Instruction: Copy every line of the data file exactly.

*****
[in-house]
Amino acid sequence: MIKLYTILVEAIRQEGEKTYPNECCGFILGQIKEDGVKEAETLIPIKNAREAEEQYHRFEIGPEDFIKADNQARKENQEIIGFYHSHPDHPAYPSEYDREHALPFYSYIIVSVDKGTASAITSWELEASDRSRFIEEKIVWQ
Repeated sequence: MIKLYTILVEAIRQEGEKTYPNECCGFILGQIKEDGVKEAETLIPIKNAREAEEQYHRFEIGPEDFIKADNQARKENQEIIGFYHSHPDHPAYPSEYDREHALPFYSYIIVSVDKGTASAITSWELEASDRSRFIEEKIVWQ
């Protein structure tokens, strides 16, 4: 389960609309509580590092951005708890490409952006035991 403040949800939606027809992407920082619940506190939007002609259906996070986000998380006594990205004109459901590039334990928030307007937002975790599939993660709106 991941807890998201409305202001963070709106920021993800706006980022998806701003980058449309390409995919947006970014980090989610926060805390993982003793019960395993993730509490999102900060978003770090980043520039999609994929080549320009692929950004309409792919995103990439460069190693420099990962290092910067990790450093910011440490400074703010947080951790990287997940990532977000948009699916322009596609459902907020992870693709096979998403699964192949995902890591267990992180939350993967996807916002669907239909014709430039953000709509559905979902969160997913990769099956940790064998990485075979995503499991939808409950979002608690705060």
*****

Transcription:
[in-house]
Amino acid sequence: MIKLYTILVEAIRQEGEKTYPNECCGFILGQIKEDGVKEAETLIPIKNAREAEEQYHRFEIGPEDFIKADNQARKENQEIIGFYHSHPDHPAYPSEYDREHALPFYSYIIVSVDKGTASAITSWELEASDRSRFIEEKIVWQ
Repeated sequence: MIKLYTILVEAIRQEGEKTYPNECCGFILGQIKEDGVKEAETLIPIKNAREAEEQYHRFEIGPEDFIKADNQARKENQEIIGFYHSHPDHPAYPSEYDREHALPFYSYIIVSVDKGTASAITSWELEASDRSRFIEEKIVWQ
């Protein structure tokens, strides 16, 4: 389960609309509580590092951005708890490409952006035991 403040949800939606027809992407920082619940506190939007002609259906996070986000998380006594990205004109459901590039334990928030307007937002975790599939993660709106 991941807890998201409305202001963070709106920021993800706006980022998806701003980058449309390409995919947006970014980090989610926060805390993982003793019960395993993730509490999102900060978003770090980043520039999609994929080549320009692929950004309409792919995103990439460069190693420099990962290092910067990790450093910011440490400074703010947080951790990287997940990532977000948009699916322009596609459902907020992870693709096979998403699964192949995902890591267990992180939350993967996807916002669907239909014709430039953000709509559905979902969160997913990769099956940790064998990485075979995503499991939808409950979002608690705060």